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VTEMBERS of British Road Services are discreet in expressing IV' their opposition to further nationalization. I was intrigued recently to hear Maj.-Gen. G. N. Russell, the chairman, describe his views by saying that if the present balance between public and private transport were allowed to continue, a suitable pattern would emerge.
Only a day or two previously a B.R.S. man much lower in the hierarchy had used precisely those words in conversation with me. Either telepathy is at work or a directive has gone forth setting out the magic formula of free speech.
OPPONENTS of road transport may be expected to try to make capital out of the fact that between May 1 last year, when the speed limit on heavy goods vehicles was raised to 30 m.p.h.) and Decernber 31, 7,500 goods vehicles of over 3 tons , unladen were involved in accidents causing personal injury, compared with 6,922 in the corresponding period of 1956. The Parliamentary question that elicited the information was probably intended to arm the unions.
In fact, the figures mean nothing. Heavy goods vehicles are travelling no fasterthan they did in the 20-m.p.h. days. Nearly a year after the higher speed was authorized, British Road Services are still unable to take advantage of it.
. . . For the Gander D OAD operators at least will agree with Mr. Harold
Watkinson, Minister of Transport, .that the solution of the railways' problems depends upon increased efficiency rather than . on restriction .of their conqietitat.s. Mr. K. C. Turner. chairman of the East Midland Division of the Traders' Road Transport. Association, elaborated on this theme, last week, at the annual luncheon of the Road Haufage Association's East Midland Area in Nottingham.
He• suggested that road operators, too, might take another look at their :_own :costs and. see whether they really, were operating as efficiently..as possible. With repeated forecasts of chillier economic weather it is sound advice from one who is both an industrialist and a fleet operator.•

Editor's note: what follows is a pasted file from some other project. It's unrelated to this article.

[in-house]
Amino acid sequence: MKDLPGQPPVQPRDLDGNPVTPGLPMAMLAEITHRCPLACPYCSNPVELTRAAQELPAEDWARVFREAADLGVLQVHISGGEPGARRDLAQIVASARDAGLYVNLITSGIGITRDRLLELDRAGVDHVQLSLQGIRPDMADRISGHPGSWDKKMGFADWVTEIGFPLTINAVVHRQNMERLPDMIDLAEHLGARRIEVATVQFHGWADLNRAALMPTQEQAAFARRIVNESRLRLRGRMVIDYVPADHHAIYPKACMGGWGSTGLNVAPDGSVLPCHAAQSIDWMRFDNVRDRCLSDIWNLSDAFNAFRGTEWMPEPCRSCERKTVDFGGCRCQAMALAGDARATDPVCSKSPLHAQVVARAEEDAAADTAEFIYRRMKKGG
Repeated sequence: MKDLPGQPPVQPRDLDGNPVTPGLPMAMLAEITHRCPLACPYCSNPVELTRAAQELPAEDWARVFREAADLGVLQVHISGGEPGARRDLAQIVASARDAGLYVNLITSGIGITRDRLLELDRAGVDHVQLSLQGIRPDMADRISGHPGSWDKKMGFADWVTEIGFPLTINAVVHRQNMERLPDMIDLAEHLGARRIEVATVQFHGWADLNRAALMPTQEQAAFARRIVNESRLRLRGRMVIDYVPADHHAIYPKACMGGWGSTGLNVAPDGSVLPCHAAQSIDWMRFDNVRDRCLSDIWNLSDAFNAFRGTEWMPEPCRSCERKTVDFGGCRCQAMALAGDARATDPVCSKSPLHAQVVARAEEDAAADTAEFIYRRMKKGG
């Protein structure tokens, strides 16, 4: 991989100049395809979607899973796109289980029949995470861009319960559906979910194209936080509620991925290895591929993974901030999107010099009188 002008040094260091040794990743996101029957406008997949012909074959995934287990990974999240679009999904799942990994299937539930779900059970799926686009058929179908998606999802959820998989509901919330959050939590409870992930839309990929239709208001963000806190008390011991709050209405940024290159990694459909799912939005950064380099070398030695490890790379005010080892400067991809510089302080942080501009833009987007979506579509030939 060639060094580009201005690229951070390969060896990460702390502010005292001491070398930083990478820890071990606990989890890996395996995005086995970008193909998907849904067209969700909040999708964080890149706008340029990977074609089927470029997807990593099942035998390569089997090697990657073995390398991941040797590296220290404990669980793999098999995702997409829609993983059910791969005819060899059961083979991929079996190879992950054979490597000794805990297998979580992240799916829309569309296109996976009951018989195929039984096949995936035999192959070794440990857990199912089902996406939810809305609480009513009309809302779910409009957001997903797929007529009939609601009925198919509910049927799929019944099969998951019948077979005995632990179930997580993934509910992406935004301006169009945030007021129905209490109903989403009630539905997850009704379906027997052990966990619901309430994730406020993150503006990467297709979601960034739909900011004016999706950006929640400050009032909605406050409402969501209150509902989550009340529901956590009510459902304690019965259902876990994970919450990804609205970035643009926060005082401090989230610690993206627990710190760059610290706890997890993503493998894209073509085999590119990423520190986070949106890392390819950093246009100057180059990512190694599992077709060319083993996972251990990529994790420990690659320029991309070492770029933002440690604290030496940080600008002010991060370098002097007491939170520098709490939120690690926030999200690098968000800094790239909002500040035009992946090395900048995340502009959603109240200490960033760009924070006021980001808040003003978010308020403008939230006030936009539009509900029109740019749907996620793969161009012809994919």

Crazy Lighting •
ANIGHT run from Nottingham to London is an education in the ludicrous 'variations in Street lighting. Returning last week from a visit to the East -Midland Area of the Road Haulage Association, I was alhaost dazzled by the lighting of an urban district with a population of 4,716, whereas in a city Of more than 250,000 population, headlights were necessary.
Sudden changes, too, in the spacing of those great boons to night-driving—" cats' eyes "—can cause a stranger to wonder whether he has inadvertently turned off on to a secondary road.
Whatever the intricacies of Government finance—local or central—street lighting must be standardized in the interests of road_ safety. If inter-departmental jealousies are causing delay, perhaps a head-banging " F.M." might effect more immediate results.
True Word in Jest ?
-A MINISTER OF TRANSPORT should be in office a reasonable time to see his plans through," said a speaker at the annual dinner of the Institute of Transport in London last Friday. He' should know. He was Mr. Harold Watkinson. With proper Ministerial reserve, he added that hiS.remark could turn out to be famous last words.
Transport was a fascinating industry, he said, and it was a great honour to be Minister—" if you can stand the pace."
EARLIER in the evening the president of the Institute, Sir I—, Reginald Wilson, in announcing that his colleague in the British Transport Commission, Maj.-Gen. G. N. Russell, general manager of British Road Services, was to be president of the Institute for 1958-59, commented on his' peculiar'achievements. First, he evolved B.R.S. from nothing. Then be ,appea red to disband it—without actually doing Sal . 'Apparently • even
cychmes and magic can be integrated.
7 -a Word _
'THE sloga:n '!You're never behind with Perkins in front" 1. has won £50 for Mr. I. H. Backing, of Dersingham, Norfolk. He drives a Thames with P6 oil engine which has so far covered 27,000 trouble-free miles. and as encore he. performs on a
Fordson Major tractor with P6 eogine. . .
The prize was awarded by the -Perkins Drivers' Club in a natianal slogan competition. What will happen if underftoor engines for lorries become popular?. Mill the slogan he changed to, "You're always on top with Perkins underneath '"?
TELEPHONING the secretary of -a nationaLassociation the 1 other .day, Was unable tosectire the simple infarmation I needed because he was away and had taken the key of the filing cabinet. What with sealed lips and locked cupboards, life is hard for seekers after truth.